The last couple of weeks, legendary Puerto Rican activist Tito Kayak has been re-creating the centuries-old migratory voyage made by indigenous people from Venezuela to the Greater Antilles to draw attention to the imprisonment of Puerto Rican Independence activist Oscar López Rivera. Imprisoned for “seditious conspiracy” López Rivera has been behind bars for over 30 years and is not scheduled to be released until 2027, when he would be 84 years old.
It’s clear that the US media blackout of matters pertaining to the Puerto Rican independence movement, which doesn’t seem to apply to the Irish Republican Army and the Basque separatist movement in Spain, has made most US citizens unaware of the extreme treatment of those identified as threats to national security. The case of López Rivera, someone who is alleged to have taken part in a major crime (whether accurate or not) on US soil, is condemned to obscurity. But activists like Tito Kayak refuse to let that be.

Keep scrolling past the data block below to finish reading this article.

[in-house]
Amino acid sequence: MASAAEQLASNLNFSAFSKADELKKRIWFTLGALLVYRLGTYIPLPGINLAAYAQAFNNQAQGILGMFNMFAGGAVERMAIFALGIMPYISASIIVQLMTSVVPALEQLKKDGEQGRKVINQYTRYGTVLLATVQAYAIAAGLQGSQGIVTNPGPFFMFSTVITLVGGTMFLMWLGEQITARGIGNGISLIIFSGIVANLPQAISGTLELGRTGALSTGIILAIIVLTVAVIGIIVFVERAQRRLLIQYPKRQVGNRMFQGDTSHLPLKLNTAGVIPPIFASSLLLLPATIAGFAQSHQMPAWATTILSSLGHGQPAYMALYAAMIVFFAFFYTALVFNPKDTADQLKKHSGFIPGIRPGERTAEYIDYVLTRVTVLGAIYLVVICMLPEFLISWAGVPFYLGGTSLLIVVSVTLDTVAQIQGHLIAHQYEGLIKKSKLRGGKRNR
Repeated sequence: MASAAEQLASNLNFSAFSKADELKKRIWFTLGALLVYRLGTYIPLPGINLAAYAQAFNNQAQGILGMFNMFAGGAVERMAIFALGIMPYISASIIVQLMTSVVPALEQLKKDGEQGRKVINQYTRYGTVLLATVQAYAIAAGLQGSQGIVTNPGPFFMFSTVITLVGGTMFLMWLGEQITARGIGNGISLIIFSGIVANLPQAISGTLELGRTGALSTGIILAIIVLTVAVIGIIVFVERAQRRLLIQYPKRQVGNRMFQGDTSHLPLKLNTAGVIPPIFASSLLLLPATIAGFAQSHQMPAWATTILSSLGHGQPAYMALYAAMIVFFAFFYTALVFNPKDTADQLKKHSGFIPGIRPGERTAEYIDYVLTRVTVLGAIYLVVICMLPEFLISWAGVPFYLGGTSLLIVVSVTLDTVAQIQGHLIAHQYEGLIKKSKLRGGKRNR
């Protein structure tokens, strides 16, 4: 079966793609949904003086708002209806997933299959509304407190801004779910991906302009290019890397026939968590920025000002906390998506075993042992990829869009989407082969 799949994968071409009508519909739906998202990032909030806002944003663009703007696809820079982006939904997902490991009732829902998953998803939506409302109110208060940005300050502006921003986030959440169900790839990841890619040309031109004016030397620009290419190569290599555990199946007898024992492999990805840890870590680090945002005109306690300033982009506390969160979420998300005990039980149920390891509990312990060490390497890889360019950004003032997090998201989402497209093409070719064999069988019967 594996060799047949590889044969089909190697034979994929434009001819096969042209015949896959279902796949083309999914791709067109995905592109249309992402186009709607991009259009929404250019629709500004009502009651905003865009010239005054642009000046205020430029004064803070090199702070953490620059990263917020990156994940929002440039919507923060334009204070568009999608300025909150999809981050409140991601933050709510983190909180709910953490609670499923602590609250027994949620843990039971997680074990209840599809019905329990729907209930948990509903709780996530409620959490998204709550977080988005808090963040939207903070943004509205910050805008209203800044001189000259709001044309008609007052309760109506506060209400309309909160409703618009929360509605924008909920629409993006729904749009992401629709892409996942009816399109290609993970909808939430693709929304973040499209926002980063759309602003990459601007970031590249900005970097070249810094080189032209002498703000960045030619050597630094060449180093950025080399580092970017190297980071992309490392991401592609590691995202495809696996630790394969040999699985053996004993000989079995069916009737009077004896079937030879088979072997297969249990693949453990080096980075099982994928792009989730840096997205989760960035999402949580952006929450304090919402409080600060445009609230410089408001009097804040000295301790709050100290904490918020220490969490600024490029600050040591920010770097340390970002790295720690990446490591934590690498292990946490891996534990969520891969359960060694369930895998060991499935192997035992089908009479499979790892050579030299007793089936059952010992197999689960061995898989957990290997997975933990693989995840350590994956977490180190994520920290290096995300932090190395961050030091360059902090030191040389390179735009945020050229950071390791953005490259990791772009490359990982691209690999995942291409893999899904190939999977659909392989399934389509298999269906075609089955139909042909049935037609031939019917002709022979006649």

You might remember Tito from the action he led in 2000 when he planted a Puerto Rican flag on the Statue of Liberty to urge the US Navy to stop bombing Vieques, an island off the coast of Puerto Rico.
Or perhaps you’ve seen this video of Kayak escaping Puerto Rican authorities during a protest against the use of public beaches on the island for private development. The symbolic value is significant: he escaped by propelling a human-powered kayak under the arches of the Dos Hermanos bridge, making it impossible for the police motor boats to follow. His escape was assured when several supporters jumped into the water nearby causing the police to mistake them for him and allow his getaway.
Kayak is a significant figure in the way he envisions activism as a kind of performance art, yet never strays from his commitment to defend Puerto Rico’s environment and right to self-determination, refusing to self-aggrandize his technique or strategy. He embodies the physical strength and agility of the isleño, and his heart seems focused on protecting a kind of human sovereignty, a nationalism without borders or military, a connectedness to the earth, particularly the ocean.
You can follow his journey through the Caribbean here.
More info on Oscar López Rivera can be found here.